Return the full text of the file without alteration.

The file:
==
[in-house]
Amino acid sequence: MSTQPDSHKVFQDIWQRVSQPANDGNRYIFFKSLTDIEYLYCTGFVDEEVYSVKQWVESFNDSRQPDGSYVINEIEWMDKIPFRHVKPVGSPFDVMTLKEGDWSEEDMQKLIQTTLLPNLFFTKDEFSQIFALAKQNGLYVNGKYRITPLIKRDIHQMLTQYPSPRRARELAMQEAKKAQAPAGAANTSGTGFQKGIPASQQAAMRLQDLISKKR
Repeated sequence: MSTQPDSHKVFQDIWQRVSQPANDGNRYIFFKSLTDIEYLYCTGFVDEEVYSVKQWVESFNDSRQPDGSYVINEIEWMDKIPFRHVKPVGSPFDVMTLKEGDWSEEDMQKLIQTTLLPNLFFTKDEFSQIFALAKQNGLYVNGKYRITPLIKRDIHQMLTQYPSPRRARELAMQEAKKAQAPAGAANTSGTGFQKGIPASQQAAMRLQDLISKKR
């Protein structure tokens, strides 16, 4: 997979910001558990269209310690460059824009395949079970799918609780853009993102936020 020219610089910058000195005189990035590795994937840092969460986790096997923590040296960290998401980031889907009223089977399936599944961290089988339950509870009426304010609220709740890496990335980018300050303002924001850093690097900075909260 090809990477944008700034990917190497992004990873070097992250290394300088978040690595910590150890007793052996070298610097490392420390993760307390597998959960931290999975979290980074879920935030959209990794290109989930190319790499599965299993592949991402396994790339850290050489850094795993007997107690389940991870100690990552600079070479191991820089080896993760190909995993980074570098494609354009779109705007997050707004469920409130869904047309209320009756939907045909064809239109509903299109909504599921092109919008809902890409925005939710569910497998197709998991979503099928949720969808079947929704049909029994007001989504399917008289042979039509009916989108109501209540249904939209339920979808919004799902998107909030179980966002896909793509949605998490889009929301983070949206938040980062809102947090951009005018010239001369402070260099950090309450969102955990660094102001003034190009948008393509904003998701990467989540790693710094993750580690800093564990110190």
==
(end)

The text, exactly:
[in-house]
Amino acid sequence: MSTQPDSHKVFQDIWQRVSQPANDGNRYIFFKSLTDIEYLYCTGFVDEEVYSVKQWVESFNDSRQPDGSYVINEIEWMDKIPFRHVKPVGSPFDVMTLKEGDWSEEDMQKLIQTTLLPNLFFTKDEFSQIFALAKQNGLYVNGKYRITPLIKRDIHQMLTQYPSPRRARELAMQEAKKAQAPAGAANTSGTGFQKGIPASQQAAMRLQDLISKKR
Repeated sequence: MSTQPDSHKVFQDIWQRVSQPANDGNRYIFFKSLTDIEYLYCTGFVDEEVYSVKQWVESFNDSRQPDGSYVINEIEWMDKIPFRHVKPVGSPFDVMTLKEGDWSEEDMQKLIQTTLLPNLFFTKDEFSQIFALAKQNGLYVNGKYRITPLIKRDIHQMLTQYPSPRRARELAMQEAKKAQAPAGAANTSGTGFQKGIPASQQAAMRLQDLISKKR
């Protein structure tokens, strides 16, 4: 997979910001558990269209310690460059824009395949079970799918609780853009993102936020 020219610089910058000195005189990035590795994937840092969460986790096997923590040296960290998401980031889907009223089977399936599944961290089988339950509870009426304010609220709740890496990335980018300050303002924001850093690097900075909260 090809990477944008700034990917190497992004990873070097992250290394300088978040690595910590150890007793052996070298610097490392420390993760307390597998959960931290999975979290980074879920935030959209990794290109989930190319790499599965299993592949991402396994790339850290050489850094795993007997107690389940991870100690990552600079070479191991820089080896993760190909995993980074570098494609354009779109705007997050707004469920409130869904047309209320009756939907045909064809239109509903299109909504599921092109919008809902890409925005939710569910497998197709998991979503099928949720969808079947929704049909029994007001989504399917008289042979039509009916989108109501209540249904939209339920979808919004799902998107909030179980966002896909793509949605998490889009929301983070949206938040980062809102947090951009005018010239001369402070260099950090309450969102955990660094102001003034190009948008393509904003998701990467989540790693710094993750580690800093564990110190």